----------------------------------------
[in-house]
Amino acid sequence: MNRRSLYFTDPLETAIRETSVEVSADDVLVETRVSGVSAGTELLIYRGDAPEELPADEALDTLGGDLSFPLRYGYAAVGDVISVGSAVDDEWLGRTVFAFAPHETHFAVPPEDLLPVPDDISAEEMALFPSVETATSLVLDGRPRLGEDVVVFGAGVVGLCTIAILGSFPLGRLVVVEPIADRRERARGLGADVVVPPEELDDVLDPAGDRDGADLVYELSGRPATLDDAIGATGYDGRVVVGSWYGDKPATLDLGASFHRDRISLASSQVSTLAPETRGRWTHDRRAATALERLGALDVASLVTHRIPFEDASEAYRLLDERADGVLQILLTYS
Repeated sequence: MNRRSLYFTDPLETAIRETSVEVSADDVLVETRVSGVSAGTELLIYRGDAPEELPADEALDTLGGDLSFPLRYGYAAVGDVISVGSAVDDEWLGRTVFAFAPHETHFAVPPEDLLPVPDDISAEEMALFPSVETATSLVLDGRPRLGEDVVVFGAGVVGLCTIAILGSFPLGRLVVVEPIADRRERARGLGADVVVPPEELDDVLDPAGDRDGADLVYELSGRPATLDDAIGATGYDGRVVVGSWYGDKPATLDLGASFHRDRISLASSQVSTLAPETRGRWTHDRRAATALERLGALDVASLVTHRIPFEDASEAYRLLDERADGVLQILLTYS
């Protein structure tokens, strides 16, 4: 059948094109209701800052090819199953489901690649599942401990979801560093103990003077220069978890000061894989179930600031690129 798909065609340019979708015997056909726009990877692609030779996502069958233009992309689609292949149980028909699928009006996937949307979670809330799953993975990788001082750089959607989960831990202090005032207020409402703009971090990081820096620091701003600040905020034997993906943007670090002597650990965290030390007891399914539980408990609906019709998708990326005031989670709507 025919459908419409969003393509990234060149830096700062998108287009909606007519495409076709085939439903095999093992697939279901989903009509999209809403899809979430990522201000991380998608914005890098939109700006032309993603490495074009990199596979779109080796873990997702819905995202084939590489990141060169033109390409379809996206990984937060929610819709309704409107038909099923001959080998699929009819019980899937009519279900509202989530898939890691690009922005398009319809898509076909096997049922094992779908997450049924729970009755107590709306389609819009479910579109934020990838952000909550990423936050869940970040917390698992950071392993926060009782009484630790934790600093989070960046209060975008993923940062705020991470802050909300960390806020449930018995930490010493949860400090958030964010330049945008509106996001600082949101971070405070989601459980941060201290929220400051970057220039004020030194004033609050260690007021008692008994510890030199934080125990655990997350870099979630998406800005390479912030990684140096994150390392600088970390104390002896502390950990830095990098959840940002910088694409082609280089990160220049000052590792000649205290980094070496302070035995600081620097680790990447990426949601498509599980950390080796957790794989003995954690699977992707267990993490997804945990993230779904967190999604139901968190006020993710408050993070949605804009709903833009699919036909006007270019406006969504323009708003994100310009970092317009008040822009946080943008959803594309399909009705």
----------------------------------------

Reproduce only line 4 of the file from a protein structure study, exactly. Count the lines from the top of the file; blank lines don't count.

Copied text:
């Protein structure tokens, strides 16, 4: 059948094109209701800052090819199953489901690649599942401990979801560093103990003077220069978890000061894989179930600031690129 798909065609340019979708015997056909726009990877692609030779996502069958233009992309689609292949149980028909699928009006996937949307979670809330799953993975990788001082750089959607989960831990202090005032207020409402703009971090990081820096620091701003600040905020034997993906943007670090002597650990965290030390007891399914539980408990609906019709998708990326005031989670709507 025919459908419409969003393509990234060149830096700062998108287009909606007519495409076709085939439903095999093992697939279901989903009509999209809403899809979430990522201000991380998608914005890098939109700006032309993603490495074009990199596979779109080796873990997702819905995202084939590489990141060169033109390409379809996206990984937060929610819709309704409107038909099923001959080998699929009819019980899937009519279900509202989530898939890691690009922005398009319809898509076909096997049922094992779908997450049924729970009755107590709306389609819009479910579109934020990838952000909550990423936050869940970040917390698992950071392993926060009782009484630790934790600093989070960046209060975008993923940062705020991470802050909300960390806020449930018995930490010493949860400090958030964010330049945008509106996001600082949101971070405070989601459980941060201290929220400051970057220039004020030194004033609050260690007021008692008994510890030199934080125990655990997350870099979630998406800005390479912030990684140096994150390392600088970390104390002896502390950990830095990098959840940002910088694409082609280089990160220049000052590792000649205290980094070496302070035995600081620097680790990447990426949601498509599980950390080796957790794989003995954690699977992707267990993490997804945990993230779904967190999604139901968190006020993710408050993070949605804009709903833009699919036909006007270019406006969504323009708003994100310009970092317009008040822009946080943008959803594309399909009705």